By: 5 February 2024
Breaking stereotypes: a non-traditional path to becoming a solicitor

Carl Popple is a first year solicitor apprentice in the MOJLA judiciary, coroners and access to justice team at the Government Legal Department, based in Leeds.

I’ve been a civil servant for 12 years, starting as a court usher for HM Courts and Tribunals Service at Bradford crown court before moving to the Ministry of Defence. In September 2023, I took the leap to join the Government Legal Department as an apprentice.

The apprenticeship caught my eye from a civil service jobs alert email. I hadn’t heard of the solicitor apprenticeship scheme before – I thought that the ideal candidate was more likely to be a student coming out of high school rather than someone who hasn’t been in an academic environment for 15 years. That made me feel old!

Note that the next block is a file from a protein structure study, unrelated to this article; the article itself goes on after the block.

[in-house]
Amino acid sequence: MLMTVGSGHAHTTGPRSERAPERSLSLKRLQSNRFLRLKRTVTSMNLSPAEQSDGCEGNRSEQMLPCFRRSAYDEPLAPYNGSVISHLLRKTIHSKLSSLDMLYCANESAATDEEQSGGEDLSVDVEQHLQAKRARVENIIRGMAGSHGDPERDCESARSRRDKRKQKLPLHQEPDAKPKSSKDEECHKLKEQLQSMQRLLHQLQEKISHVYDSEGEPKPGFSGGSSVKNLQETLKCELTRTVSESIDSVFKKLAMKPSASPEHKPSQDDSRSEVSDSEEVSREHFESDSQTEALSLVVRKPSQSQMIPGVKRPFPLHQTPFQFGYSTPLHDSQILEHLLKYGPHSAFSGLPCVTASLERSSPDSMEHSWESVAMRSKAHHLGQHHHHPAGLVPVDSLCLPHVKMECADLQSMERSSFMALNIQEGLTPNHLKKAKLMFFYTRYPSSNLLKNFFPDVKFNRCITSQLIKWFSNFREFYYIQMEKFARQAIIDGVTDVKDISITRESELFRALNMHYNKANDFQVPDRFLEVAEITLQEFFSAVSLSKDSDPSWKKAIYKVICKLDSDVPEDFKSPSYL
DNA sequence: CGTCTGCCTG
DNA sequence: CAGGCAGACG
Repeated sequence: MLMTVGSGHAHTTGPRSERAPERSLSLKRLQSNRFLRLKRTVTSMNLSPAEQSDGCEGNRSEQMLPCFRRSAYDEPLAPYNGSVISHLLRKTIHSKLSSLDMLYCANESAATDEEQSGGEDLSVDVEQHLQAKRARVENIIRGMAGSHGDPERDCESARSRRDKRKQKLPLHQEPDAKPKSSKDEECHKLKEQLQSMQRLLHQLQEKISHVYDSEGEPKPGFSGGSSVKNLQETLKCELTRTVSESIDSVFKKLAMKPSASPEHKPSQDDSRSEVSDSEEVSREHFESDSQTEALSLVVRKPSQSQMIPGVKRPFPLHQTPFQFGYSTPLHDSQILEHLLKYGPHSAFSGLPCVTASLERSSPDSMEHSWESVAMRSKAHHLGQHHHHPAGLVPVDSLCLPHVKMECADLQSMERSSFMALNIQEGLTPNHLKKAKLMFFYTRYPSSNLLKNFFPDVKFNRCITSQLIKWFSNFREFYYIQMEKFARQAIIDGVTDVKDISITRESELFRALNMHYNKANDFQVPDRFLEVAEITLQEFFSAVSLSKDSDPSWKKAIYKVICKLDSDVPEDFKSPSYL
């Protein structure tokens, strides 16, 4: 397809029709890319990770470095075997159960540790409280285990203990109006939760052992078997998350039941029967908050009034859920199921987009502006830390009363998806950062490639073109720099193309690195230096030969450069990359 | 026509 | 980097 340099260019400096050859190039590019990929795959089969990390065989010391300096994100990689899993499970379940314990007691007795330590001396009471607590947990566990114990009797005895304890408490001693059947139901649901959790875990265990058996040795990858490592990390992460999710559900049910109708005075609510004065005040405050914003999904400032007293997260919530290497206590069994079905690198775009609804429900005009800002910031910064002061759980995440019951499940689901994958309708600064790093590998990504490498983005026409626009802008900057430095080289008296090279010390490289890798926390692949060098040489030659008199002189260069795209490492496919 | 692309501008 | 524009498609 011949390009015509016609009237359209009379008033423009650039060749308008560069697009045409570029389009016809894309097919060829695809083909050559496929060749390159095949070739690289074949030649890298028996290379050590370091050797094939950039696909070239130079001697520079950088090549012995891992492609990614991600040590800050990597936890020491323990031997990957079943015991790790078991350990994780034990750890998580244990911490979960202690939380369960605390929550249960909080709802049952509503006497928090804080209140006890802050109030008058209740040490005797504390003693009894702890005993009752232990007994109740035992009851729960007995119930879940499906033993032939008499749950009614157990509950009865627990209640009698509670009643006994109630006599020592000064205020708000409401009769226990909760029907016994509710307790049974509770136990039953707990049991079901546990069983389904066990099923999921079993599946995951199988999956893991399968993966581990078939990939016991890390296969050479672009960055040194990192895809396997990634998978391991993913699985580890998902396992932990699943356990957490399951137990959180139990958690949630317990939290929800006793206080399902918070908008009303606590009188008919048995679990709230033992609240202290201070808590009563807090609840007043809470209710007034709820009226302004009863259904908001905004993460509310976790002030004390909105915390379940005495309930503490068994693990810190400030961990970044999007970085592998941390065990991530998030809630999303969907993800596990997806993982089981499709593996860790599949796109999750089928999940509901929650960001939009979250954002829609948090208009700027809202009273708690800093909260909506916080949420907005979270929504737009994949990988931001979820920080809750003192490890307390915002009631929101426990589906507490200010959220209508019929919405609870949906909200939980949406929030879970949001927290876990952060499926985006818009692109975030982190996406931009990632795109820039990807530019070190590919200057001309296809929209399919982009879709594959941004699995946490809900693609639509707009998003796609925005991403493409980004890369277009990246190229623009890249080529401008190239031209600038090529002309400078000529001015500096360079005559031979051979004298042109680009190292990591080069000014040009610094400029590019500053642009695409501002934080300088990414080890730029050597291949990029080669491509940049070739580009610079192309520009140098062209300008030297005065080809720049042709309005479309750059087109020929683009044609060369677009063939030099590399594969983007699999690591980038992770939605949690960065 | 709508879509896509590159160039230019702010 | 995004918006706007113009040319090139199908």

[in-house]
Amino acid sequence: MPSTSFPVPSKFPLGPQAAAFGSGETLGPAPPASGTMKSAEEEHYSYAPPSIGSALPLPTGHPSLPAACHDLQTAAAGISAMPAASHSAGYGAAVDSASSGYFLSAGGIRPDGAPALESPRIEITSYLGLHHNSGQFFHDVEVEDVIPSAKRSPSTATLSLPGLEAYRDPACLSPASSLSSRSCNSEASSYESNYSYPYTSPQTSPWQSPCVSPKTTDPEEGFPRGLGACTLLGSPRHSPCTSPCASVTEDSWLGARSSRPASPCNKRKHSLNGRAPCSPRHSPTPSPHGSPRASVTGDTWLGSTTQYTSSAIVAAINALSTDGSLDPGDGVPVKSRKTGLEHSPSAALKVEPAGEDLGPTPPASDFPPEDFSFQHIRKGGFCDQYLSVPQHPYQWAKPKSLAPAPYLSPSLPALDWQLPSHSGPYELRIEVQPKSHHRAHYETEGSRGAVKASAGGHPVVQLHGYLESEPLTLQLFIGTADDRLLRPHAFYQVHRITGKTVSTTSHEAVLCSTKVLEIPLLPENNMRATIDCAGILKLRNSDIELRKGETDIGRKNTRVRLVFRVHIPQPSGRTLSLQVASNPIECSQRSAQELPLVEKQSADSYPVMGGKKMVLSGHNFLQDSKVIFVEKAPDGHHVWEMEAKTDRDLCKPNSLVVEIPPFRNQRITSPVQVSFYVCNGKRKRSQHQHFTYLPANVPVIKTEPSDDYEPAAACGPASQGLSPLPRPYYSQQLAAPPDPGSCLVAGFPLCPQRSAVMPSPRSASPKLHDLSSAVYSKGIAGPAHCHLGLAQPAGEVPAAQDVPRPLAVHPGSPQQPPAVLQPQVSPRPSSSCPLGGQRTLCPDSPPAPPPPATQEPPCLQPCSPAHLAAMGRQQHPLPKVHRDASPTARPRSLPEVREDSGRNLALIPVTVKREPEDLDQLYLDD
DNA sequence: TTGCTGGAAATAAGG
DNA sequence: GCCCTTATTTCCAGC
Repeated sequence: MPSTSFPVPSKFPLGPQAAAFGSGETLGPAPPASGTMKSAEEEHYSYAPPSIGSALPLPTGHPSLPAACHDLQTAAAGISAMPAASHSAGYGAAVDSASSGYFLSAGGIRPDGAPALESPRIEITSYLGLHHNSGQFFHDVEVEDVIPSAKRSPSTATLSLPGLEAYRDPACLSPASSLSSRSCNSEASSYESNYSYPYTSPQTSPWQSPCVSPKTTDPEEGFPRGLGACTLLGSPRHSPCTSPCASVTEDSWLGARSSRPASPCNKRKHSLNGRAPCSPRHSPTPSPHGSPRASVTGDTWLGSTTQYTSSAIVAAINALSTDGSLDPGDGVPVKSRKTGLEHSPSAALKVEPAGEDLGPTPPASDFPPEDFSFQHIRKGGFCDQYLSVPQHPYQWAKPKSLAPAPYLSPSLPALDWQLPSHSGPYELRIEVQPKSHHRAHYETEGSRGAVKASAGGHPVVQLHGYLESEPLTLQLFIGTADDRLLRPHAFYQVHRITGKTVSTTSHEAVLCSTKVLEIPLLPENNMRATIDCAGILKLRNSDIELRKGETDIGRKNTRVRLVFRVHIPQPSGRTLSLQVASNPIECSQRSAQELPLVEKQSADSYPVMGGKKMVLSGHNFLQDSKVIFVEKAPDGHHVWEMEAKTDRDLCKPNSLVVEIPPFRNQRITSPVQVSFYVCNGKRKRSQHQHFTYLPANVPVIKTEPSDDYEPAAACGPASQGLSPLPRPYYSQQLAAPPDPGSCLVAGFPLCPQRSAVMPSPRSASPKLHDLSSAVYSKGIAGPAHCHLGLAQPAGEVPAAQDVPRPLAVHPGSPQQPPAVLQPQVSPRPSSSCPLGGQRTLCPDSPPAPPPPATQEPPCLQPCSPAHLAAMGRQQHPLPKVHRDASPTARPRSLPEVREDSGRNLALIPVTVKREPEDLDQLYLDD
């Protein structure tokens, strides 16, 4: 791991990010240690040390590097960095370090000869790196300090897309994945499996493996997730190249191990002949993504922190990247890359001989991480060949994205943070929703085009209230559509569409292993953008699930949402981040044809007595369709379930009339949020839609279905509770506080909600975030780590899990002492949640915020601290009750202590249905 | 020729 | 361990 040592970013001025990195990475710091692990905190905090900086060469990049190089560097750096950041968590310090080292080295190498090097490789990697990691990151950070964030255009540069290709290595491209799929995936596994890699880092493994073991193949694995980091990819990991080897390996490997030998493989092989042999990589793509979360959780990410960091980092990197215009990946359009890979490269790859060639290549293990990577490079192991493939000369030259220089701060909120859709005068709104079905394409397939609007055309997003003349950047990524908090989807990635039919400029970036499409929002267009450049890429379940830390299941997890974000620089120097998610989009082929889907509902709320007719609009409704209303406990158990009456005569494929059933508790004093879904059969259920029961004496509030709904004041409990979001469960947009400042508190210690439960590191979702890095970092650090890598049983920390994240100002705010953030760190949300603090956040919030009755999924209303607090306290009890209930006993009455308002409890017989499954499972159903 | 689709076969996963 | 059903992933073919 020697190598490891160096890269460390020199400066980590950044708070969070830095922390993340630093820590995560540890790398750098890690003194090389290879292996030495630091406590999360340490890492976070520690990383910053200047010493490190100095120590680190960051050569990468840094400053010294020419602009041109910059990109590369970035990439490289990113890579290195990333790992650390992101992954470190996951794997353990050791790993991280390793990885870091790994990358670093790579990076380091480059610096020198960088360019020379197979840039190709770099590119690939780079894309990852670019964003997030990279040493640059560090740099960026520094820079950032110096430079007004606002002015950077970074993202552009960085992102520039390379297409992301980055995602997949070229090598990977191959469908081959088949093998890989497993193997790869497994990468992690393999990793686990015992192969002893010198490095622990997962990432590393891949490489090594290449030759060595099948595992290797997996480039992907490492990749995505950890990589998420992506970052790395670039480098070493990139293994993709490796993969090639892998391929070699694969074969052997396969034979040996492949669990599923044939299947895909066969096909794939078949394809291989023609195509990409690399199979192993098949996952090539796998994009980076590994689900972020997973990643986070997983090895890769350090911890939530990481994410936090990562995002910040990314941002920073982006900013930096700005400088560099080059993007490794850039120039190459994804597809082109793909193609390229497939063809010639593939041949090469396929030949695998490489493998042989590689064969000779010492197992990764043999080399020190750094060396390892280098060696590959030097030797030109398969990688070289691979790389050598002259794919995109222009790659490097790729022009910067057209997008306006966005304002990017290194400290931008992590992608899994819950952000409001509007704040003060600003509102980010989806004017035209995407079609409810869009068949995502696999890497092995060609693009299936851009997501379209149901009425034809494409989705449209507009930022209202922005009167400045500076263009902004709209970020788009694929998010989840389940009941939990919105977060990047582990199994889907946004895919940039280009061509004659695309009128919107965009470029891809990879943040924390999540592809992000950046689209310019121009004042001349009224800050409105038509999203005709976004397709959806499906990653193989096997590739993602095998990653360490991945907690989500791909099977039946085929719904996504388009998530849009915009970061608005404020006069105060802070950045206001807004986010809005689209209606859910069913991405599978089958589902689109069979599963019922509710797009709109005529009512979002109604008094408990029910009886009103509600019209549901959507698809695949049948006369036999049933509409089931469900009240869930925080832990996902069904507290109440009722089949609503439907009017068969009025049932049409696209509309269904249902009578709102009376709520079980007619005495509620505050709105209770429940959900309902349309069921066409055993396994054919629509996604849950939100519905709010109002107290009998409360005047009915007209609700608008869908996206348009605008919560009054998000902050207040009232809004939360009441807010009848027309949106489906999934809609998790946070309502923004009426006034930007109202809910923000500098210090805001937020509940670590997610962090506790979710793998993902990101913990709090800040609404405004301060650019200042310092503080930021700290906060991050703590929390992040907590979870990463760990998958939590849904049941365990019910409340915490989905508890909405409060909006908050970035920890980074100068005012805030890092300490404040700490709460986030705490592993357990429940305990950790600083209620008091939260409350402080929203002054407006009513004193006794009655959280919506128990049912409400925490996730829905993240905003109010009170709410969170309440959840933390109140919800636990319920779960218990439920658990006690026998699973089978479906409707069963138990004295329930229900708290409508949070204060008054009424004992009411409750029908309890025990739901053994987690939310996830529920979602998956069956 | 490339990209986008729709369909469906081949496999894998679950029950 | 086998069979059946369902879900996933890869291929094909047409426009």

But as I read the details, I found that GLD would provide an opportunity to work in the legal sector full-time and that I’d be given time off to study for a law degree at no cost to myself. Seeing this an opportunity to finally become a solicitor, I decided I would give it a go.

The judiciary coroners and access to justice team have been great and made me feel really welcome. With colleagues here in Leeds, across in Manchester and down in London, we have a widespread team.

I’ve felt able to contribute to the work of my team by taking part in meetings with policy clients, conferences with counsel and reviewing submissions. It’s been great getting involved in cases and matters that have a real-life impact. This has meant that I can discuss the topics I’m studying with people in my team and apply it to the cases that I’ve been working on. It’s helped my understanding of the topics and makes me feel more confident with the work that I have been set.

I’m looking forward to a long career with GLD and completing the apprenticeship.

Image: Carl Popple, solicitor apprentice at the Government Legal Department.
Emma Cockings
Emma is the junior editor for Yorkshire Legal News.